I considered the new LM-22 V rated tire, but Q rating is fine for snow tires in my humble opinion, and WS-50 is much better in snow than the LM-22, and the LM-22 is about $25-30 more than the WS-50.
12-13-2002, 08:58 AM
I miss the days of Audi placing an ABS turn off switch on the dash. In the snow, you DO NOT want ABS to kick in. It will usually be so slippery that the sensors think there is virtually no traction and will kick in so hard that you'll barely have any brake pressure on the rotors.
The 2 surfaces you do not want ABS is very loose gravel and snow. You stop in shorter distances in both by locking up the wheels which build up material ahead of the treadblock decreasing the stopping distance.
Don't rely on ABS in the snow.
12-13-2002, 09:58 AM
12-13-2002, 10:03 AM
If we do PLEASE make the effort to attend...there you will experience first-hand the pro's (and con's) of quattro and ABS, as well as learning the importance of "the right tire for the conditions".
I'll try to keep this board informed of this event.
12-13-2002, 10:43 AM
12-13-2002, 11:02 AM
12-13-2002, 11:46 AM
Driving School for 2 days so that one cost about $100 for one day or about $175 for both days. Day 1 was all introductory skills for snow/ice (read VERY slick) driving. Day 2 was "advanced" stuff with deliberate understeer/oversteer turns, slalom, traction circle, and the "figure 8" course where the car would be completely side-ways!
We usually hold this event mid-week at Stevens Pass (with Ma Nature's co-operation).
The stuff you have learned at q-club driver safety-training events on the wet skid-pad will seem like a dry road compared to this school. How slick you ask? Everyone slipped and fell trying to pick up the traffic cones at the end of the day!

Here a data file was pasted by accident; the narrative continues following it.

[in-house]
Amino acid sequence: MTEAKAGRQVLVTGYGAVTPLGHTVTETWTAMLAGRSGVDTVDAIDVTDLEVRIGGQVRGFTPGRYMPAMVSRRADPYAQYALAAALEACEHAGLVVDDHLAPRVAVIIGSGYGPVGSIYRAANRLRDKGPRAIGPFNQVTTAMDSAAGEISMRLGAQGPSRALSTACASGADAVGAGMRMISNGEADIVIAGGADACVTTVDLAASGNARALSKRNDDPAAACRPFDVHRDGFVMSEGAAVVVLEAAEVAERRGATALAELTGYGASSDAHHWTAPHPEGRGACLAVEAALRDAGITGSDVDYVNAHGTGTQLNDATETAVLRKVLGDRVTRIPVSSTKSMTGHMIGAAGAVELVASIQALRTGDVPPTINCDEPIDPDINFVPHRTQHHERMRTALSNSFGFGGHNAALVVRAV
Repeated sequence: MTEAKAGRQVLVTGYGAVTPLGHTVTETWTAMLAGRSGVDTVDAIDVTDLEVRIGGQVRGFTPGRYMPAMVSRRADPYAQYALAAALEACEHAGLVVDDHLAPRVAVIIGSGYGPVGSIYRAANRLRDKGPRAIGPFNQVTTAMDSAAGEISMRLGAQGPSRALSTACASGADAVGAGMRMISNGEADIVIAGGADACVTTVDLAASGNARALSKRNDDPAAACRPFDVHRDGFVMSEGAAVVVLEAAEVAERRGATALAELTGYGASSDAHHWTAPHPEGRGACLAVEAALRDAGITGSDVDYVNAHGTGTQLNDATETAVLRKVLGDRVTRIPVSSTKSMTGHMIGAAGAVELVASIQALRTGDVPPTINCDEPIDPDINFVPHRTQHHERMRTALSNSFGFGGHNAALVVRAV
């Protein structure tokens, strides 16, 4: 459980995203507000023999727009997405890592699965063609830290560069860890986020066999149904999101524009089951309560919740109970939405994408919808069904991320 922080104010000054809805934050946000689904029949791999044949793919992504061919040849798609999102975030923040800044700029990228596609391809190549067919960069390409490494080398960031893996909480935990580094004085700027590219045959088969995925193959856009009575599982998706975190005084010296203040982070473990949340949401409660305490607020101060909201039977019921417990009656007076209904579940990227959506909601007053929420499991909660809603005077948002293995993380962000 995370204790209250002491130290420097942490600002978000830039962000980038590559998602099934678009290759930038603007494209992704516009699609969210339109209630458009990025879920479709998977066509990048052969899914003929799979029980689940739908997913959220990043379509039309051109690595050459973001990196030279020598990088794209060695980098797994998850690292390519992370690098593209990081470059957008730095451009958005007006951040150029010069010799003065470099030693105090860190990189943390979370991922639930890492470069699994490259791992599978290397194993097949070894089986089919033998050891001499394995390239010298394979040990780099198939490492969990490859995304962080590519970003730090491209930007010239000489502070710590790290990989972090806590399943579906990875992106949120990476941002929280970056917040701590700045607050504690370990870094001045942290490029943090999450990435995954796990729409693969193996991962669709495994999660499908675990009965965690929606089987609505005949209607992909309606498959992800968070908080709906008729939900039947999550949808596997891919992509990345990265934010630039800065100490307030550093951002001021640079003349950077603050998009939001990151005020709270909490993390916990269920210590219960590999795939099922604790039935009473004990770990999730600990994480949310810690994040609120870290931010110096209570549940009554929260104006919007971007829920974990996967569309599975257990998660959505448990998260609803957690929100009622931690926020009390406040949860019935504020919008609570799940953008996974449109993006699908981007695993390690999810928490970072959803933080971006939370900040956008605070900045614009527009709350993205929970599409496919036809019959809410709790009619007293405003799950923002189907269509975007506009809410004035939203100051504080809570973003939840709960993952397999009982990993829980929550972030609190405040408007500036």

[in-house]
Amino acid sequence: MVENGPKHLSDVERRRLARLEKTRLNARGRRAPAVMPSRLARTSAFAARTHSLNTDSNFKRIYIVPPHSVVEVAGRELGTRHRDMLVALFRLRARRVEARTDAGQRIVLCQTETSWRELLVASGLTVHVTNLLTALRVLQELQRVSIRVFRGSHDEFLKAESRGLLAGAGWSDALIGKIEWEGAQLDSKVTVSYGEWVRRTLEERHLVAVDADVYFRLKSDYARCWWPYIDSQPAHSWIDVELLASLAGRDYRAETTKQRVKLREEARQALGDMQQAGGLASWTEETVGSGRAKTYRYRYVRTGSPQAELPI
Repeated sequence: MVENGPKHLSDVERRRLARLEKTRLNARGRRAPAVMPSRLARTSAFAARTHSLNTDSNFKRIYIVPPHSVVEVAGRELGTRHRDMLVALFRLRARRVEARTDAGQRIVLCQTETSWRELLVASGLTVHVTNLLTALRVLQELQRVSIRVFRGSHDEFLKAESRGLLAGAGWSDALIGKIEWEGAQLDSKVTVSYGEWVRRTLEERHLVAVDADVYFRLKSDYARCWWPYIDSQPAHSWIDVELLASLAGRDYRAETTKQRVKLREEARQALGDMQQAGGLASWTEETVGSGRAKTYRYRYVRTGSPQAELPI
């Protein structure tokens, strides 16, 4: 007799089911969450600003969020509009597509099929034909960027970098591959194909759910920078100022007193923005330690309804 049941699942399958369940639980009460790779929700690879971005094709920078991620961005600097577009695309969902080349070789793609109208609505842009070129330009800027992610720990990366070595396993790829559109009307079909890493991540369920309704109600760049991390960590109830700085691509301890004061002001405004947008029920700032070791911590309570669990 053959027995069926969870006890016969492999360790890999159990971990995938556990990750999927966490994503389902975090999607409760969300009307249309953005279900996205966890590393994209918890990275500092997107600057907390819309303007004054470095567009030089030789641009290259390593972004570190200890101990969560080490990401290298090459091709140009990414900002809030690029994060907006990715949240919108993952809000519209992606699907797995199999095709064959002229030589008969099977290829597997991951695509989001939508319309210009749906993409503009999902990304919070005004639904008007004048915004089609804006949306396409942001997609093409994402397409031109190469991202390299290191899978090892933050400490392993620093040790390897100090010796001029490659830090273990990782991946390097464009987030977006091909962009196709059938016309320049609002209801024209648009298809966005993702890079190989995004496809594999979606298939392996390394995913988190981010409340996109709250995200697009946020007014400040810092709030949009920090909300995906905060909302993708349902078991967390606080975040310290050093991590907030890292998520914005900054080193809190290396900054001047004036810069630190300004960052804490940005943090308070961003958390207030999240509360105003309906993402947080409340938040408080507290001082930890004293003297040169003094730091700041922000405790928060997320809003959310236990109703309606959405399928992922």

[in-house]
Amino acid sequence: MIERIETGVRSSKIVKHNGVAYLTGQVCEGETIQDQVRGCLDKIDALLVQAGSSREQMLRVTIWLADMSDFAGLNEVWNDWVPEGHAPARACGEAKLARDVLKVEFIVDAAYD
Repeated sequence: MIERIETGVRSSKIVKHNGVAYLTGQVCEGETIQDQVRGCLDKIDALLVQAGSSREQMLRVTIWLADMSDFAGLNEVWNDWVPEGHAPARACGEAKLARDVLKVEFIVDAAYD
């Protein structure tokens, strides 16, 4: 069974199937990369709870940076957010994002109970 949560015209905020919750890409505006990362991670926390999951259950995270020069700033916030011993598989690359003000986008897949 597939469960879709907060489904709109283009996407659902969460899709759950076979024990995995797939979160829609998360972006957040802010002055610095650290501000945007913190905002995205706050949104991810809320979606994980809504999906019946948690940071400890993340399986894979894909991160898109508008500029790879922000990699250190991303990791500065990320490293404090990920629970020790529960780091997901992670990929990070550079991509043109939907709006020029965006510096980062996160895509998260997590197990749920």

12-13-2002, 11:52 AM
12-13-2002, 07:11 PM
And you are well aware of the fact that I always drive like a religious granny on my way to church :)
12-13-2002, 11:06 PM
I hope you weren't implicating me as one of those idiots who thinks that because they have AWD and ABS that they can drive the same in the winter as they do in the summer.
My previous car was a '87 5000S and I would say I did as good, if not better then most in the snow with it. It was only FWD with cheap all seasons.
12-14-2002, 12:19 AM
I was wondering if it was going to happen this year; would it be a winter tire only event or could I get away with all-seasons?
12-14-2002, 06:24 AM
There is no pavement whatever in the parking lot area that the winter clinic is held on and by the end of the day, it will be packed down to pure polished ice.
12-14-2002, 08:24 AM
one participant made it to Stevens Pass on his all-seasons. Other than tires his car was identical to mine with lowered sport (stiff) suspension. His A4 would BARELY move while mine (with Yoko 600s) absolutely showered those behind me with snow rooster-tails as I launched. I took him for a few rides thru the exercises and let him drive my car as he was not getting anything out of his car.